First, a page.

Pope Francis, in Easter address, calls for Gaza ceasefire

Pope Francis, in Easter address, calls for Gaza ceasefire
Pope Francis has called for a ceasefire in Gaza in his Easter message, deploring the death and destruction and suffering of children.
2 min read
Pope Francis called for a ceasefire in Gaza in his Easter address [Getty]

Pope Francis made renewed calls on Easter Sunday for an immediate ceasefire in Gaza and the release of all Israeli hostages in a peace-focused address marking the most important day on the Christian calendar.

Francis presided over Mass in a packed St Peter's Square, and then delivered his "Urbi et Orbi" (to the city and the world) blessing and message from the central balcony of St. Peter's Basilica.

Francis, 87, has been in poor health in recent weeks, forcing him on repeated occasions to limit his public speaking and cancel engagements as he did on Good Friday, skipping at short notice a procession at Rome's Colosseum.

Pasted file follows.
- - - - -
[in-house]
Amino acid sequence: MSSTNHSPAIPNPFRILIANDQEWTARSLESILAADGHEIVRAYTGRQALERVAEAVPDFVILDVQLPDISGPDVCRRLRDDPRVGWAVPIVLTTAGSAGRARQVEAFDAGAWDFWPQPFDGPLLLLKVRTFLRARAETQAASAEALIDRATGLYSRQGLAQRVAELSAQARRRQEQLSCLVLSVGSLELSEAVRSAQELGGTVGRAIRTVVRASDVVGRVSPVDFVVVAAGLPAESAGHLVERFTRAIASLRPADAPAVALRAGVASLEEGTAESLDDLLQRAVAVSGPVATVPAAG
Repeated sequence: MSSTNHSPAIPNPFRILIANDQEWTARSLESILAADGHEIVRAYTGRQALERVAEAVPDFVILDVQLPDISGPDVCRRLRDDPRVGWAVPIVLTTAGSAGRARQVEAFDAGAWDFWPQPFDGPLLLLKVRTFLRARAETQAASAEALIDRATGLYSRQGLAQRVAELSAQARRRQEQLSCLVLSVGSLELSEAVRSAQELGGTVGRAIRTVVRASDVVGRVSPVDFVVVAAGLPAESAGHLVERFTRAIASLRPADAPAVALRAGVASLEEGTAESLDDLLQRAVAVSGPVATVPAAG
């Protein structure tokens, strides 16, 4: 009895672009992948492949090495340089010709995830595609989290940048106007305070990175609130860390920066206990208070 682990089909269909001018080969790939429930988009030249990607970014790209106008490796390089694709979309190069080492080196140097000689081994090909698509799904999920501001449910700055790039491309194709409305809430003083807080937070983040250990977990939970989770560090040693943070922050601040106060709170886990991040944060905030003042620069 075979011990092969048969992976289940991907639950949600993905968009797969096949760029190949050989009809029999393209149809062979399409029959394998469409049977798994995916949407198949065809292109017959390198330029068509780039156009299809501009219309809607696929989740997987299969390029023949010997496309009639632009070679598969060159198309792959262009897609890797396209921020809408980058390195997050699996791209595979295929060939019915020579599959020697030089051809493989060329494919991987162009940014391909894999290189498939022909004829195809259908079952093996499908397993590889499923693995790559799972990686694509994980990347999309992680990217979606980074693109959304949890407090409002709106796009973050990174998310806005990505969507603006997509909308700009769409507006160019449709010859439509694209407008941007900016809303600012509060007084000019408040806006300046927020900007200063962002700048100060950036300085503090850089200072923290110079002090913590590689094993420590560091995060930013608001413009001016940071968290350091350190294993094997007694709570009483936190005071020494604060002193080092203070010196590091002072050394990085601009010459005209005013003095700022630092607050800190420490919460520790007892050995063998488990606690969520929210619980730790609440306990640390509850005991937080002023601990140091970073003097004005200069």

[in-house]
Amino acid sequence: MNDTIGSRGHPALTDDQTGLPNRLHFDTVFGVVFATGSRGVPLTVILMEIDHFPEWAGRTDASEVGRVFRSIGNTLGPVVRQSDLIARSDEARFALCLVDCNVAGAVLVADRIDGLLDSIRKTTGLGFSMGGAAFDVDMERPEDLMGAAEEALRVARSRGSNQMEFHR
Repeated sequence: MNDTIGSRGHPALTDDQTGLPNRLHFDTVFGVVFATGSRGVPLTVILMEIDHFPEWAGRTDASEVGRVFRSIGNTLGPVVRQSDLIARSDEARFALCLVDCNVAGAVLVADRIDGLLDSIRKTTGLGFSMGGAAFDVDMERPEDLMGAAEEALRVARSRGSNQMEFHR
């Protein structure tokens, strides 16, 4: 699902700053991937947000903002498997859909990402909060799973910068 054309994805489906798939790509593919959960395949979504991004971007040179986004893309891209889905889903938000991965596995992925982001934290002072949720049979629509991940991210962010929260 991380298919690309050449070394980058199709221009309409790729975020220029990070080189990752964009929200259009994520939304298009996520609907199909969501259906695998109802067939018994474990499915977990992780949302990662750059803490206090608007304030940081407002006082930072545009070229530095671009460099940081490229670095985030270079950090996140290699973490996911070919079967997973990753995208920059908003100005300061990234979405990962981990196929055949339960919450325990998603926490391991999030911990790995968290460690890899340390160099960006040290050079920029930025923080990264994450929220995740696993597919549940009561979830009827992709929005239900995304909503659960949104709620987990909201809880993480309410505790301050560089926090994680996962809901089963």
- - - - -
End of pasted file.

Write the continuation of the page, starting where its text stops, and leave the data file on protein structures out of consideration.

However, he took part normally in other Holy Week events leading up to Easter, and appeared in relatively good spirits at Sunday's Mass. Easter celebrates the day in which the faithful believe Jesus rose from the dead.

After the service, the pontiff took to his open-topped popemobile to tour the square and the avenue connecting the Vatican to the River Tiber and greet the tens of thousands of people who had lined up to see him.

Francis has repeatedly deplored the death and destruction in the Gaza war. Israel has killed at least 32,782 people, mostly women and children, in a ruthless and indiscriminate military campaign that has left the territory in ruins.

The war broke out following a surprise Hamas attack on October 7 2023 which killed around 1160 Israelis, mostly civilians, and resulted in the capture of around 240 - about 130 of whom remain in captivity.

"I appeal once again that access to humanitarian aid be ensured to Gaza, and call once more for the prompt release of the hostages seized on last October 7 and for an immediate ceasefire in the Strip," he said on Sunday.

"How much suffering we see in the eyes of children, the children have forgotten to smile in those war zones. With their eyes, children ask us: Why? Why all this death? Why all this destruction? War is always an absurdity and a defeat", he added.

(Reuters and The New Arab Staff)